Bush guitarist Nigel Pulsford, who had been on leave from the U.K. rock outfit he co-founded with frontman Gavin Rossdale in 1992, appears to be leaving the band for good. Former Helmet guitarist Chri

Bush guitarist Nigel Pulsford, who had been on leave from the U.K. rock outfit he co-founded with frontman Gavin Rossdale in 1992, appears to be leaving the band for good. Former Helmet guitarist Chris Traynor, who had been subbing for Pulsford since last year as he awaited the February birth of his son, looks set to permanently fill the post. "We have had no arguments, no falling out, no loss of respect -- just perhaps a common goal," Rossdale writes on Bush's official Web site.

"It was everything to have Nigel in the band," he continues. "He brought me so much, he brought us all so much. What a superb guitar player. I will always be deeply connected and grateful to him."

In the somewhat rambling journal entry, Rossdale later admits, "there is a pain in my neck. Life creeps up my back and hangs heavy like mass. The only way out is through and that means the best record Bush can make. We will make it with Chris. He has done so much for us out here. Nigel could not tour -- imagine if we had to wait for ages finding the right guy etc. Chris actually slipped in real easy and he's so easy going. It's always been no problem. It's crazy really. For me he's great live and a really good understanding generous guitar player. And a sweetheart."

Rossdale may have been making subtle references to the disappointing sales for the band's latest studio album, "Golden State." Released last year under a new deal with Atlantic, the set debuted at No. 22 on The Billboard 200 but has sold just 239,000 copies in the U.S. to date, according to Nielsen Soundscan. Bush's previous album, 1999's "The Science of Things," has sold 957,000 units.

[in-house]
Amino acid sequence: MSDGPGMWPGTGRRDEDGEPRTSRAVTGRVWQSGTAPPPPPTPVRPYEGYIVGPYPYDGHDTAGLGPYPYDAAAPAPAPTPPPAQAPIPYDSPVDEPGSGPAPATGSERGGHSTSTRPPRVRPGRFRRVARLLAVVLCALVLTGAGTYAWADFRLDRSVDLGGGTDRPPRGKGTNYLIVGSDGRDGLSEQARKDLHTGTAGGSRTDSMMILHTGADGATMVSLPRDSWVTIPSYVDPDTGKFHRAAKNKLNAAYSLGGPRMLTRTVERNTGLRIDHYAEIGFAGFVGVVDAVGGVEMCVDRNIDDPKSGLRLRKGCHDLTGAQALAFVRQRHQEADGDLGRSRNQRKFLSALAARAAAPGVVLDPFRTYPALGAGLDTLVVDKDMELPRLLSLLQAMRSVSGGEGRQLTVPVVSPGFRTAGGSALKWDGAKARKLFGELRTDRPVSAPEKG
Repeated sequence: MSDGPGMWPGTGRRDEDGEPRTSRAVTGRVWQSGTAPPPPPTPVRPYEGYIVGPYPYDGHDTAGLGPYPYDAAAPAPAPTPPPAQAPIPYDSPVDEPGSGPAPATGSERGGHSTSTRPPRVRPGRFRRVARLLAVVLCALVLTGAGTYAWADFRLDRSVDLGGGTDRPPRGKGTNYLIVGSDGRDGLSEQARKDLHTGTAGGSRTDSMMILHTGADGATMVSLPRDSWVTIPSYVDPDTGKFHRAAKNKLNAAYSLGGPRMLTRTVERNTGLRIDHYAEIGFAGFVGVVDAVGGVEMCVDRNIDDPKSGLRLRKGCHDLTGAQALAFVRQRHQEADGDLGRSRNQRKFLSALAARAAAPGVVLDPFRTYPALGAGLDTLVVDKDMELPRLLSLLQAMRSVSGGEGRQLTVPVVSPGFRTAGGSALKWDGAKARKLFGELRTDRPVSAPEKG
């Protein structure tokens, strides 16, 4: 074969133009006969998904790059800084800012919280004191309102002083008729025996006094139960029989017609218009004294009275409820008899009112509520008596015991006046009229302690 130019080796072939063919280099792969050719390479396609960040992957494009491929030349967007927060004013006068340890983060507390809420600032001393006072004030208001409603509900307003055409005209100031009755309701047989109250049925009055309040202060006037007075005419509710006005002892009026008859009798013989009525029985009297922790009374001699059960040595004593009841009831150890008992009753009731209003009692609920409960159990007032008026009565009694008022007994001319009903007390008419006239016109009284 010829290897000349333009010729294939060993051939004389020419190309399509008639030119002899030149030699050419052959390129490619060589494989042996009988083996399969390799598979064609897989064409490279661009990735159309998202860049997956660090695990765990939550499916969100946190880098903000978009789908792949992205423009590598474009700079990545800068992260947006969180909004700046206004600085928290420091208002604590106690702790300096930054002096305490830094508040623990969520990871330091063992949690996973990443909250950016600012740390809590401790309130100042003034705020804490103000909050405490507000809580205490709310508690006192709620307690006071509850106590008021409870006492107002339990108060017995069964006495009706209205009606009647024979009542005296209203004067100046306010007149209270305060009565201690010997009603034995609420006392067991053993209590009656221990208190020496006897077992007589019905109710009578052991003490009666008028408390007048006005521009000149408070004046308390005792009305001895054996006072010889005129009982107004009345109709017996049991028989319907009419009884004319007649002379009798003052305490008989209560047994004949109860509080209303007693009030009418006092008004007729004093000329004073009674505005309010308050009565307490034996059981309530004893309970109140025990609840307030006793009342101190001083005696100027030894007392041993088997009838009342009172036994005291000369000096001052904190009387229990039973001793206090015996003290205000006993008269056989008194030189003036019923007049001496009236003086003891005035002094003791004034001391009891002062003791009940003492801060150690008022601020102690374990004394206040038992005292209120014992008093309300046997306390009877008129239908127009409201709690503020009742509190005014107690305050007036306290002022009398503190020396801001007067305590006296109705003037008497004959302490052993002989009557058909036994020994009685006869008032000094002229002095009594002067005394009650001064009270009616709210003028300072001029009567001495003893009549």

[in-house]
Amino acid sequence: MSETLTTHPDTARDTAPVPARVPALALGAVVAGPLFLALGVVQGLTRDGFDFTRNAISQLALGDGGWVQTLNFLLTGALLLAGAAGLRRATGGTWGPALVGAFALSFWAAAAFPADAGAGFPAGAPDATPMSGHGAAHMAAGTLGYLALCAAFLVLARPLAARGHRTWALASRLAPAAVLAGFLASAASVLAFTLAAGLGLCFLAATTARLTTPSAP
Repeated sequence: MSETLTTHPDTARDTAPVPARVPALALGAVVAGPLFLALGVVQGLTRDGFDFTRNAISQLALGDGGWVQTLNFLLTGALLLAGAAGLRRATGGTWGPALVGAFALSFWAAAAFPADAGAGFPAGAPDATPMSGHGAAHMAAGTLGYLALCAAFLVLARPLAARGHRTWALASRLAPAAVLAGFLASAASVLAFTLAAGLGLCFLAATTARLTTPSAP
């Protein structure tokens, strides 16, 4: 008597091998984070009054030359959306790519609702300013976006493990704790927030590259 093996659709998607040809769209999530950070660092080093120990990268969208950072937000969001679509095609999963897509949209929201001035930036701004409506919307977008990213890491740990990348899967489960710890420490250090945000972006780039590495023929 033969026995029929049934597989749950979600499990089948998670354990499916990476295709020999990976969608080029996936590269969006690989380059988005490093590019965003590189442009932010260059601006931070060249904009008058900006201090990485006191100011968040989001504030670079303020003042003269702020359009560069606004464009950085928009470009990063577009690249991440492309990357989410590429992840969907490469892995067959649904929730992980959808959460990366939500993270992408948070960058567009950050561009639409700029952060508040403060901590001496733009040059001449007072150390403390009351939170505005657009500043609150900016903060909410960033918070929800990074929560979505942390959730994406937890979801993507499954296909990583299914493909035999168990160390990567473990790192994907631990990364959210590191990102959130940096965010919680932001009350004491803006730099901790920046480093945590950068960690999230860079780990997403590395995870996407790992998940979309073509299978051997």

"Let me tell you as far as I'm concerned, I'm pissed with how things are," Rossdale writes. "I was unsure of future moves for ages but the fact is that I refuse to back down from Bush and everything we have accomplished over the years. It feels too soon. I gotta write another record and if I go out it will be done in style, not a whimper but a bang. I mean what's the f***ing point. I make music to believe in. To change myself or to learn something. Maybe a challenge. Maybe I know nothing but I hate the way music has changed. I hate the way everyone has sold out. It's like Big Brother is the DJ."

Bush will soldier on in the coming months at a handful of European festival dates. Visit the band's Web site for the latest itinerary.